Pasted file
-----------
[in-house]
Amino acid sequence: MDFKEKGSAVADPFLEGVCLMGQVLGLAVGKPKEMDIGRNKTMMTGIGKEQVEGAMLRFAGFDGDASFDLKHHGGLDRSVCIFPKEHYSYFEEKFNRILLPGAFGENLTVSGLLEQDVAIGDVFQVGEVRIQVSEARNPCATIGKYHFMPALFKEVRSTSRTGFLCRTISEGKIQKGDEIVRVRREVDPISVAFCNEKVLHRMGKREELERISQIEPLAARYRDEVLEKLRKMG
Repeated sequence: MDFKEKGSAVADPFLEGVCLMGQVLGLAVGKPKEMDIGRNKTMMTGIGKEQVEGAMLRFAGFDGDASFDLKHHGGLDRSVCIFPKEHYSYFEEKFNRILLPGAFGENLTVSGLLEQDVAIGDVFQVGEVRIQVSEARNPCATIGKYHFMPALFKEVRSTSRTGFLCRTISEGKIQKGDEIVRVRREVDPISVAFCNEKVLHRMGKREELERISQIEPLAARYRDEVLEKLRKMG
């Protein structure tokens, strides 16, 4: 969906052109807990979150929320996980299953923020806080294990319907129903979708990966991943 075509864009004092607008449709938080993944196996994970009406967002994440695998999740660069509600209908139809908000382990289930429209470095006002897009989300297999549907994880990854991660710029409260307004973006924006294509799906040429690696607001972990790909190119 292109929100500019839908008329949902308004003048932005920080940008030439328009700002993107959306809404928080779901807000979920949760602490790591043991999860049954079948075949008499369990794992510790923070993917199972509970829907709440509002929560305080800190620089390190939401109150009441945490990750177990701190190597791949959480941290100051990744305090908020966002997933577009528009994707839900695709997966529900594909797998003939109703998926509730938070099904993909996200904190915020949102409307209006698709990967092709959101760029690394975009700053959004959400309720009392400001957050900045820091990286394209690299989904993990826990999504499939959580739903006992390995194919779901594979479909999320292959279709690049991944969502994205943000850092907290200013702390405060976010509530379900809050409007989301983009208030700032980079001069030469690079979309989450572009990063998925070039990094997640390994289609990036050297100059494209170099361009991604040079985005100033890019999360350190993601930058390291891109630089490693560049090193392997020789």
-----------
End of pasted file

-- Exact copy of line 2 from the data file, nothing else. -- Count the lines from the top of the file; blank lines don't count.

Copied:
Amino acid sequence: MDFKEKGSAVADPFLEGVCLMGQVLGLAVGKPKEMDIGRNKTMMTGIGKEQVEGAMLRFAGFDGDASFDLKHHGGLDRSVCIFPKEHYSYFEEKFNRILLPGAFGENLTVSGLLEQDVAIGDVFQVGEVRIQVSEARNPCATIGKYHFMPALFKEVRSTSRTGFLCRTISEGKIQKGDEIVRVRREVDPISVAFCNEKVLHRMGKREELERISQIEPLAARYRDEVLEKLRKMG